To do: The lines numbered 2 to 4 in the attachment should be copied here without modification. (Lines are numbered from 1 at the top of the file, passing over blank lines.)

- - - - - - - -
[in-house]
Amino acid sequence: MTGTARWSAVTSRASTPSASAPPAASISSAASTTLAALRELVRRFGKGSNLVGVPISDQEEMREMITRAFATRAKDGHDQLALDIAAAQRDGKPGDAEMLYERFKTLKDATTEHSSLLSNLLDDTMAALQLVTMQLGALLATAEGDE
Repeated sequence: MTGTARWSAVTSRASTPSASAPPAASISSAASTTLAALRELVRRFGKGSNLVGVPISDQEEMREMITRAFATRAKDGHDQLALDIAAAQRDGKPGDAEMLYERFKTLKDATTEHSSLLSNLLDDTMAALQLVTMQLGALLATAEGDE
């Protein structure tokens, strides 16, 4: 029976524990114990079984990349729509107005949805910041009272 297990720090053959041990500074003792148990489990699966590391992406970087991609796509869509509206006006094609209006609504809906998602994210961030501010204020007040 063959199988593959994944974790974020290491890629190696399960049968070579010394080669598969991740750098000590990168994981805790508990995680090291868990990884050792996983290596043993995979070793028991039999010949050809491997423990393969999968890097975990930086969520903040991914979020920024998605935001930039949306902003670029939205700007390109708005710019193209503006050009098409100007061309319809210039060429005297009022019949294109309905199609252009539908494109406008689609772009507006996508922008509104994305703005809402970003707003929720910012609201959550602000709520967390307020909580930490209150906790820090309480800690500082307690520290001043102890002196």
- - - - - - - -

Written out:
Amino acid sequence: MTGTARWSAVTSRASTPSASAPPAASISSAASTTLAALRELVRRFGKGSNLVGVPISDQEEMREMITRAFATRAKDGHDQLALDIAAAQRDGKPGDAEMLYERFKTLKDATTEHSSLLSNLLDDTMAALQLVTMQLGALLATAEGDE
Repeated sequence: MTGTARWSAVTSRASTPSASAPPAASISSAASTTLAALRELVRRFGKGSNLVGVPISDQEEMREMITRAFATRAKDGHDQLALDIAAAQRDGKPGDAEMLYERFKTLKDATTEHSSLLSNLLDDTMAALQLVTMQLGALLATAEGDE
């Protein structure tokens, strides 16, 4: 029976524990114990079984990349729509107005949805910041009272 297990720090053959041990500074003792148990489990699966590391992406970087991609796509869509509206006006094609209006609504809906998602994210961030501010204020007040 063959199988593959994944974790974020290491890629190696399960049968070579010394080669598969991740750098000590990168994981805790508990995680090291868990990884050792996983290596043993995979070793028991039999010949050809491997423990393969999968890097975990930086969520903040991914979020920024998605935001930039949306902003670029939205700007390109708005710019193209503006050009098409100007061309319809210039060429005297009022019949294109309905199609252009539908494109406008689609772009507006996508922008509104994305703005809402970003707003929720910012609201959550602000709520967390307020909580930490209150906790820090309480800690500082307690520290001043102890002196």